A year and a half ago in the comparatively ancient era of 2016 I wrote a blog post emphasizing that in lieu of freaking out about Facebook’s algorithm change, the best approach was to simply create good content that people wanted to enjoy and partake in. This also came with a massive caveat: Specifically that you couldn’t rely on Facebook to reach your audience, which has been true for years.
At the same time, I also wrote about how relying on a mobile app in lieu of a website is a horrible idea insofar as small businesses are concerned and alluded to this same concept applying to Facebook. It’s been true for years that Facebook pages only reach about 25% of their audiences for a given post without promoting it, if not even less. Using Facebook as your primary vehicle for small business marketing essentially means that you’re putting yourself at the mercy of a company known for being notoriously cagey about its newsfeed updates that it tends to do quite frequently.
“Create great content” isn’t really an effective solution when Facebook is actively gating off your own followers to an ever-increasing degree. When you get down to brass tacks unless you’re prepared to pony up a monthly budget to promote your Facebook content you’re not only going to have a hard time attracting followers in an era of Facebook page saturation, but even reaching them is a problem. Yes, even if they’ve subscribed to see all of your page updates.
This is the part where I say that the only way to guarantee reasonable visibility in the newsfeed is with promoted posts, but even that’s not true anymore. Promoted posts, much like brand page content in general, has absolutely saturated Facebook to the point where it’s almost unheard of to not see promoted content.
What’s worse, promoted content is usually of dubious relevance depending on how well the page managers are actually targeting. I used the example once of being targeted by a computer store owner in Seattle who doesn’t know how to target properly because you clicked “Like” on the PlayStation 4 and Facebook subsequently stored you as a “technology lover.”
So I get why Facebook is doing this. The Oatmeal, a talented webcomic artist whom I’ve referenced before, noted in his update and comic about this that Facebook is trying to clean up peoples’ newsfeeds in spite of their own financial incentive for encouraging promoted posts. To be candid, Facebook newsfeeds have become a dumpster fire littered with ads, discount codes, clickbait, and other promotional content.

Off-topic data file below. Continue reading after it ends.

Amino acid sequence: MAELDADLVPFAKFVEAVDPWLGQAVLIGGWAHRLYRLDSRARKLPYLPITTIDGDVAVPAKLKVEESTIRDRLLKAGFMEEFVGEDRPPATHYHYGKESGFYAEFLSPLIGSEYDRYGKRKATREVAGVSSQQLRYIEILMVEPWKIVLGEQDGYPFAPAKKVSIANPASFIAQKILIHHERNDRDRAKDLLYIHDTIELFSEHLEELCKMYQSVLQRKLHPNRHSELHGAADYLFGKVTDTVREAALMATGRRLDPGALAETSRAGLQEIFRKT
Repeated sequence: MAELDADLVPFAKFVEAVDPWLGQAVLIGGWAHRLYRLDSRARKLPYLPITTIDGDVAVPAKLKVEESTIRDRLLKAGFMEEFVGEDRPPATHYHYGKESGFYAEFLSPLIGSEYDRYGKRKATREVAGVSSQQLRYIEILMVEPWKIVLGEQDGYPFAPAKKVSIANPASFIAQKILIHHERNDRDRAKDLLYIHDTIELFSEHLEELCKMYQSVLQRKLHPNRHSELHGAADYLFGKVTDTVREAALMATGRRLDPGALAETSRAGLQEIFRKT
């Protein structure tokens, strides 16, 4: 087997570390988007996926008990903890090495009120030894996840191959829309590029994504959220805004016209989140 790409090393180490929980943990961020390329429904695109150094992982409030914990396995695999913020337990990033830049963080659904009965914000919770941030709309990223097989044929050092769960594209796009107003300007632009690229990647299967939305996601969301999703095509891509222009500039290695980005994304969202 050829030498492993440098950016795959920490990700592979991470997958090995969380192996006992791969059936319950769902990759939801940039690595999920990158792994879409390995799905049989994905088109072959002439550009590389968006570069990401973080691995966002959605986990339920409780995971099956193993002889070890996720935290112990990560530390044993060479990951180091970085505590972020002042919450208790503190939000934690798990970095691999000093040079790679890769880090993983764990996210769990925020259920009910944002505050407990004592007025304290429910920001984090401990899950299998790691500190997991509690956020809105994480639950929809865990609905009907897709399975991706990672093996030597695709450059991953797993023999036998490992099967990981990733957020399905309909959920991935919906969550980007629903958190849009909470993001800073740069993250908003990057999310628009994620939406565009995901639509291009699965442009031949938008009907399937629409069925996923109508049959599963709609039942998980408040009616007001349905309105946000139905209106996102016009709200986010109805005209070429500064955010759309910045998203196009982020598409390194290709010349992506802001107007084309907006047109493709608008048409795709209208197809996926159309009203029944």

Yes, unfortunately that may include your business if you’re reading this, but I’m not trying to name and shame specific businesses. Businesses that carefully target their promoted content and make an effort to make it interesting, relevant and enjoyable aren’t part of the problem in a way that companies spam-targeting all of Fairfield County with irrelevant discount coupons are, but then, this is the problem.
Algorithm changes are blind and this affects creative, interesting promotions as well as local businesses who have come to rely on Facebook just as much as it affects clickbait and poorly targeted advertisements, let alone creative professionals like The Oatmeal. The end result is that Facebook is throwing the baby out with the bathwater with a sledgehammer approach that makes no effort to analyze promotional quality or user feedback.
So what can you do?
In the past I’ve compared social media to a Roman Empire where the more you stretch your resources the more likely your empire is to collapse. Unfortunately, this analogy doesn’t work anymore. If you really want to reach more people without regularly promoting and boosting advertisements – and let’s face it, if you’re a small business you probably don’t want to spend a limited budget on this – be sure to regularly use a variety of social networks and outreach tools. Actually use them too – don’t just automate posts, because that doesn’t do anything other than make people click through to a network they’re not using.
On this additional point I readily admit my own bias since I develop these for a living, but notice how in The Oatmeal’s comic he references that websites are how people used to reach you? Websites have always been the central focus of an online small business presence: They’re more searchable than social networks, you control your content directly and you aren’t at the mercy of a larger publisher (web host regulations notwithstanding). With the rise of open source platforms like WordPress it’s as easy to update your website as it is a social network. Rather than spending all of your time on Facebook’s playground, why not use your own? Make your own rules!
Relying on Facebook entirely to reach your audience in lieu of a website is akin to attempting to use the hammer in your toolkit for every part of constructing a building. Use the tools in your toolkit for when you need them, but if you learn to rely too much on them you’re in for a rude awakening.